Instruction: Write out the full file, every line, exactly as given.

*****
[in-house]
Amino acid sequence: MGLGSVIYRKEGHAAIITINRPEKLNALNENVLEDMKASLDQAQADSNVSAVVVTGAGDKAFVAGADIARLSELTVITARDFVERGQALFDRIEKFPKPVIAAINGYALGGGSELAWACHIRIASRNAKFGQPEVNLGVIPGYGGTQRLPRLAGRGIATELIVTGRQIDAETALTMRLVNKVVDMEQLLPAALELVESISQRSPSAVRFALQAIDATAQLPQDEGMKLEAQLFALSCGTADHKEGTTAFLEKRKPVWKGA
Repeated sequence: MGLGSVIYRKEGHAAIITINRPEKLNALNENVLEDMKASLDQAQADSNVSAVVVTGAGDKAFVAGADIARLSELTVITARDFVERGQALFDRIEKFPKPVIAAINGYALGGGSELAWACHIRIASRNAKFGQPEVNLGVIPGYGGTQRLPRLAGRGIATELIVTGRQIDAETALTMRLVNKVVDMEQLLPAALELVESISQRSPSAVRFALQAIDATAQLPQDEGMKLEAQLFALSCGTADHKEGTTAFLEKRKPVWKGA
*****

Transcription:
[in-house]
Amino acid sequence: MGLGSVIYRKEGHAAIITINRPEKLNALNENVLEDMKASLDQAQADSNVSAVVVTGAGDKAFVAGADIARLSELTVITARDFVERGQALFDRIEKFPKPVIAAINGYALGGGSELAWACHIRIASRNAKFGQPEVNLGVIPGYGGTQRLPRLAGRGIATELIVTGRQIDAETALTMRLVNKVVDMEQLLPAALELVESISQRSPSAVRFALQAIDATAQLPQDEGMKLEAQLFALSCGTADHKEGTTAFLEKRKPVWKGA
Repeated sequence: MGLGSVIYRKEGHAAIITINRPEKLNALNENVLEDMKASLDQAQADSNVSAVVVTGAGDKAFVAGADIARLSELTVITARDFVERGQALFDRIEKFPKPVIAAINGYALGGGSELAWACHIRIASRNAKFGQPEVNLGVIPGYGGTQRLPRLAGRGIATELIVTGRQIDAETALTMRLVNKVVDMEQLLPAALELVESISQRSPSAVRFALQAIDATAQLPQDEGMKLEAQLFALSCGTADHKEGTTAFLEKRKPVWKGA